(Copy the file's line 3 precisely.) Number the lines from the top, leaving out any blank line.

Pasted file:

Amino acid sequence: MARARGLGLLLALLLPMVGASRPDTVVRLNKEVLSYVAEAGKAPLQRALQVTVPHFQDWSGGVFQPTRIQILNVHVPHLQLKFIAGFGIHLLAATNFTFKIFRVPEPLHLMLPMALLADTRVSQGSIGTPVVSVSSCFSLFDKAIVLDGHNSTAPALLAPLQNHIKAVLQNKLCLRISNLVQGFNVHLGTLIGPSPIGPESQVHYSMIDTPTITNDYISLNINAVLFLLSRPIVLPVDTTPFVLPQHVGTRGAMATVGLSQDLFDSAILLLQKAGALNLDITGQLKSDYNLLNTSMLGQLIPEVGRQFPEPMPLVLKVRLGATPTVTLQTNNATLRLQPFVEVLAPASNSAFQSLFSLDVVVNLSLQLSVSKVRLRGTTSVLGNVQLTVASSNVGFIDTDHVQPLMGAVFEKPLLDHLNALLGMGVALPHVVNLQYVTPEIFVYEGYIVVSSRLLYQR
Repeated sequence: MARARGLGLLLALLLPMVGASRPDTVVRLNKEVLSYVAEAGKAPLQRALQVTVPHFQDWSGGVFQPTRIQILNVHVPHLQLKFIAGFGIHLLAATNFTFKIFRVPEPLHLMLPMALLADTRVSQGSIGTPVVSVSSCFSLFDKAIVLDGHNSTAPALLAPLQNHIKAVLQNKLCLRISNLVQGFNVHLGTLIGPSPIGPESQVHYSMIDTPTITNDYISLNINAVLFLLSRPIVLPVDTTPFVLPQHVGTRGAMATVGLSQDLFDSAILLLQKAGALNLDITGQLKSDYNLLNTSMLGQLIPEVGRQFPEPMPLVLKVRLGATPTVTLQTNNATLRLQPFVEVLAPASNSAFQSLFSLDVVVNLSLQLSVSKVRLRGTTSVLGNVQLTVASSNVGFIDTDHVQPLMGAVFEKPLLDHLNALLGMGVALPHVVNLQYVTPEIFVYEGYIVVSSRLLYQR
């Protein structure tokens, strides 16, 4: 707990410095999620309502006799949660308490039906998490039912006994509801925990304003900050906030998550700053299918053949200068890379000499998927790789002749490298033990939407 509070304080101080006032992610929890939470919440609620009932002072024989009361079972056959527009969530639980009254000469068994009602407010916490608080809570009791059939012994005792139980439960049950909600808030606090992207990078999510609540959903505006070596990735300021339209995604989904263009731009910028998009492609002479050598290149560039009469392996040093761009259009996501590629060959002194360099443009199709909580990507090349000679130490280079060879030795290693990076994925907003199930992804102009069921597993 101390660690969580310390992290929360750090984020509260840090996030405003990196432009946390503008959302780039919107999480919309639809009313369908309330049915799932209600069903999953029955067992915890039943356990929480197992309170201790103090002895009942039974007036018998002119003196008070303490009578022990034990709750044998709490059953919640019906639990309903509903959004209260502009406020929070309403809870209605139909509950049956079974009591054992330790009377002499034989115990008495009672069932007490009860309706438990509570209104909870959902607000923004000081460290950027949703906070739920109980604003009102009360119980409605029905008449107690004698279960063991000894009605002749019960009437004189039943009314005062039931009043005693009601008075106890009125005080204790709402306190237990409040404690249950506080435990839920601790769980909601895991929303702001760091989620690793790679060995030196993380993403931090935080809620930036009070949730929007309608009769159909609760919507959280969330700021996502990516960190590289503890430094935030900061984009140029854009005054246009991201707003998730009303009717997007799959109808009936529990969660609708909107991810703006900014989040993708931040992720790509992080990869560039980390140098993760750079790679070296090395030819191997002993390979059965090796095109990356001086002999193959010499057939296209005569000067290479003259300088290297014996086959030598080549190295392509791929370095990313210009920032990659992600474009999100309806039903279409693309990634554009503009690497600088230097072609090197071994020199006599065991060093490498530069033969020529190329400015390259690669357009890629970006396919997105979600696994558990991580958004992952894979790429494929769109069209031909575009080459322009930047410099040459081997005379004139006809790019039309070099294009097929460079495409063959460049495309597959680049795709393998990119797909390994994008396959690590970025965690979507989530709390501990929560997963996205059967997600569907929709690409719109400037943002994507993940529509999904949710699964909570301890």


């Protein structure tokens, strides 16, 4: 707990410095999620309502006799949660308490039906998490039912006994509801925990304003900050906030998550700053299918053949200068890379000499998927790789002749490298033990939407 509070304080101080006032992610929890939470919440609620009932002072024989009361079972056959527009969530639980009254000469068994009602407010916490608080809570009791059939012994005792139980439960049950909600808030606090992207990078999510609540959903505006070596990735300021339209995604989904263009731009910028998009492609002479050598290149560039009469392996040093761009259009996501590629060959002194360099443009199709909580990507090349000679130490280079060879030795290693990076994925907003199930992804102009069921597993 101390660690969580310390992290929360750090984020509260840090996030405003990196432009946390503008959302780039919107999480919309639809009313369908309330049915799932209600069903999953029955067992915890039943356990929480197992309170201790103090002895009942039974007036018998002119003196008070303490009578022990034990709750044998709490059953919640019906639990309903509903959004209260502009406020929070309403809870209605139909509950049956079974009591054992330790009377002499034989115990008495009672069932007490009860309706438990509570209104909870959902607000923004000081460290950027949703906070739920109980604003009102009360119980409605029905008449107690004698279960063991000894009605002749019960009437004189039943009314005062039931009043005693009601008075106890009125005080204790709402306190237990409040404690249950506080435990839920601790769980909601895991929303702001760091989620690793790679060995030196993380993403931090935080809620930036009070949730929007309608009769159909609760919507959280969330700021996502990516960190590289503890430094935030900061984009140029854009005054246009991201707003998730009303009717997007799959109808009936529990969660609708909107991810703006900014989040993708931040992720790509992080990869560039980390140098993760750079790679070296090395030819191997002993390979059965090796095109990356001086002999193959010499057939296209005569000067290479003259300088290297014996086959030598080549190295392509791929370095990313210009920032990659992600474009999100309806039903279409693309990634554009503009690497600088230097072609090197071994020199006599065991060093490498530069033969020529190329400015390259690669357009890629970006396919997105979600696994558990991580958004992952894979790429494929769109069209031909575009080459322009930047410099040459081997005379004139006809790019039309070099294009097929460079495409063959460049495309597959680049795709393998990119797909390994994008396959690590970025965690979507989530709390501990929560997963996205059967997600569907929709690409719109400037943002994507993940529509999904949710699964909570301890």